Tío, please mija, tío. I think I put my foot in it! You are the first to call me abuelo. But, I asked for it. I'm 53. Not quite ready to be called abuelito, but it does have a nice sound. And thanks for the hug.
Here en Los Estados Unidos it can be confusing.
I know what you mean. I have long years of experience in Estados Unidos. However, to even suggest that people of various ethnicities are not "real Americans" can almost get you killed too!
Here, as in the US, Canada and other nations, the sense of national identity is very strong. Mexico is regarded as the leading Latin American nation (at least by us). I spoke with the Guatemalan consul one time about a trip to Guatemala. In the converstion, he said that for them (the Central American nations), having a Mexican passport was about like having a US passport. Mexico weilds a lot of influence politically and economically south of the border.
We love our country in the same way US citizens love theirs. We have a lot of problems but we prefer to deal with them in our own way.
There is a lot of racial intolerance here too. Think of the US in the 50's and before when people would talk about "that chinaman" or "the Polack" and you see about where we are as far as PC goes.
I've also done the thing where you speak the language in front of the person who thought you couldn't. It can be hilarious. It has also back-fired on me.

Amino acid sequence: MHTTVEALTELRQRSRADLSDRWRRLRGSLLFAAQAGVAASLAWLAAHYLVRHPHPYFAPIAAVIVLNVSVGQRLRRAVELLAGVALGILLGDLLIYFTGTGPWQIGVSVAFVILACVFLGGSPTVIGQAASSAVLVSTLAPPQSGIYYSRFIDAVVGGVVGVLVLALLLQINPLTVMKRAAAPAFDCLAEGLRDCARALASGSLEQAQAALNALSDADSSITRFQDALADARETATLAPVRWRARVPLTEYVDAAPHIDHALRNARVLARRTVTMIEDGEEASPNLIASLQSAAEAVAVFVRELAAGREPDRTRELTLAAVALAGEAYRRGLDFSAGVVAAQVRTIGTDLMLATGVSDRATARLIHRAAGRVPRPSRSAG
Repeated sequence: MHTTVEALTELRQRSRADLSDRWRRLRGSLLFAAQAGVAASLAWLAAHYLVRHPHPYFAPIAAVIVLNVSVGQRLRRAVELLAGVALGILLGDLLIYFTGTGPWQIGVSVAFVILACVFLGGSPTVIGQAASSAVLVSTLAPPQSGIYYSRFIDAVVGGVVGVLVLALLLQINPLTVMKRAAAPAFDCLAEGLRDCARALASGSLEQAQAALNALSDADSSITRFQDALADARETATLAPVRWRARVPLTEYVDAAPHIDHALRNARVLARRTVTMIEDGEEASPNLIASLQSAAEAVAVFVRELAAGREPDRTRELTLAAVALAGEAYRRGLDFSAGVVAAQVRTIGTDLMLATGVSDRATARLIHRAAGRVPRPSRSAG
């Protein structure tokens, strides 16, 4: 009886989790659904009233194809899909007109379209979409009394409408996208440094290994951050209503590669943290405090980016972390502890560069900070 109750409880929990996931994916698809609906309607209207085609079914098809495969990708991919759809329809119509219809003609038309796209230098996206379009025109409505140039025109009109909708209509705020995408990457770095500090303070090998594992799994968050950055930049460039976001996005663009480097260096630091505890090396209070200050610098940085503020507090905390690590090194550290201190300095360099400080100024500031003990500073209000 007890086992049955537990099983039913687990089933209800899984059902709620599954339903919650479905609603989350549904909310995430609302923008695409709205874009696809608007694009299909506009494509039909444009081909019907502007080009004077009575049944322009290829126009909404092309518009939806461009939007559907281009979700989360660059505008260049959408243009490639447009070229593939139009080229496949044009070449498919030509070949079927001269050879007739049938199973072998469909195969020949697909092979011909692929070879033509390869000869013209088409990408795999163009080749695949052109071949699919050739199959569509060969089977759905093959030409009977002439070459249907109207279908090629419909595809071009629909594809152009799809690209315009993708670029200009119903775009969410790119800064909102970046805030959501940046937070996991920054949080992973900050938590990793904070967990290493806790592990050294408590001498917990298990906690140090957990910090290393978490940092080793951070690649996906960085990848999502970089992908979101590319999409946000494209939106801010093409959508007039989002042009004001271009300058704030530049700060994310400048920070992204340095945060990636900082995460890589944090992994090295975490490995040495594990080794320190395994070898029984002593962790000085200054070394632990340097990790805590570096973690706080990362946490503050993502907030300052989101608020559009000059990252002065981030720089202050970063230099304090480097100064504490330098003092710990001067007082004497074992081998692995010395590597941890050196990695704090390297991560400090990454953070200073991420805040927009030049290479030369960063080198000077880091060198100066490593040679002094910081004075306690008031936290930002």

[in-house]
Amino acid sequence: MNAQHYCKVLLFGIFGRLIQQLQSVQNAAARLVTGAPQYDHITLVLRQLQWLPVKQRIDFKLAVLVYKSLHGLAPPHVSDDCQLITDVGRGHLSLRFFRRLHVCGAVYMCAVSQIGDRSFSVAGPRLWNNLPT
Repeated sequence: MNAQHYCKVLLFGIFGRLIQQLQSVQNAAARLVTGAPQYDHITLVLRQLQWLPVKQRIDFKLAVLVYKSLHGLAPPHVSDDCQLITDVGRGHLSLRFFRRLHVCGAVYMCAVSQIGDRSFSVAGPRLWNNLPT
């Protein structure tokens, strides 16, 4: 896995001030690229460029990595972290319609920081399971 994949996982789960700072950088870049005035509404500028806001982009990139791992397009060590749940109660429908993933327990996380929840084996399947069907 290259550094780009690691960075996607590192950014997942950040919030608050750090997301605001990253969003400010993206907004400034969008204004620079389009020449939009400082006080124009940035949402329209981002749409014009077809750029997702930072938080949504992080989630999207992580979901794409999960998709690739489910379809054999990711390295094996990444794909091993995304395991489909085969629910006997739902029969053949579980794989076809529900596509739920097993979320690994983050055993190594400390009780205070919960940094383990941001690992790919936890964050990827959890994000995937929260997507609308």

I tend to worry about the individual soldiers (all the military) who will go to Irak. Opinion is divided here. Most, however, don't want to see a war. We also have countrymen who are in the US military. Relatives by blood, family members.
On the other side we feel for the civilians (and the conscripted soldiers) who will be "in the line of fire" in Irak. But of course, we worry about our "cousins" up there in Gringolandia. US citizens are often referred to as "our cousins" here. Sort of a joke but not too far off the mark.
I also look forward to crossing keyboards with you more in the future, mija. I read almost all of your posts. Problem for me is that my time is limited and it is hard for me to reply to every post I would like to reply to.
P.S. This is NOT a correction, only an observation. In Mexico we spell the word with an "x". It is a hold-over from the 15th century. Some names like Xavier sometimes are spelled this way and retain the hard "h" sound. But, I know that in most other countries they spell it "Mejico".
P.P.S. Another thing. Have you ever gone to Canada and said something like "American money" or something similar? I have and was immediately told that "We are also Americans". Same thing here and also down to the tip of South America. We are too, by definition, "Americans". In Mexico, we are not only "Americans" but we are "North Americans", living in the United States (of Mexico): It's true!
I think you are probably well aware of the things I have said. Sometimes, though, I just feel like "setting the record straight". Just the mutterings of an old man... No, wait! I'm not so old yet!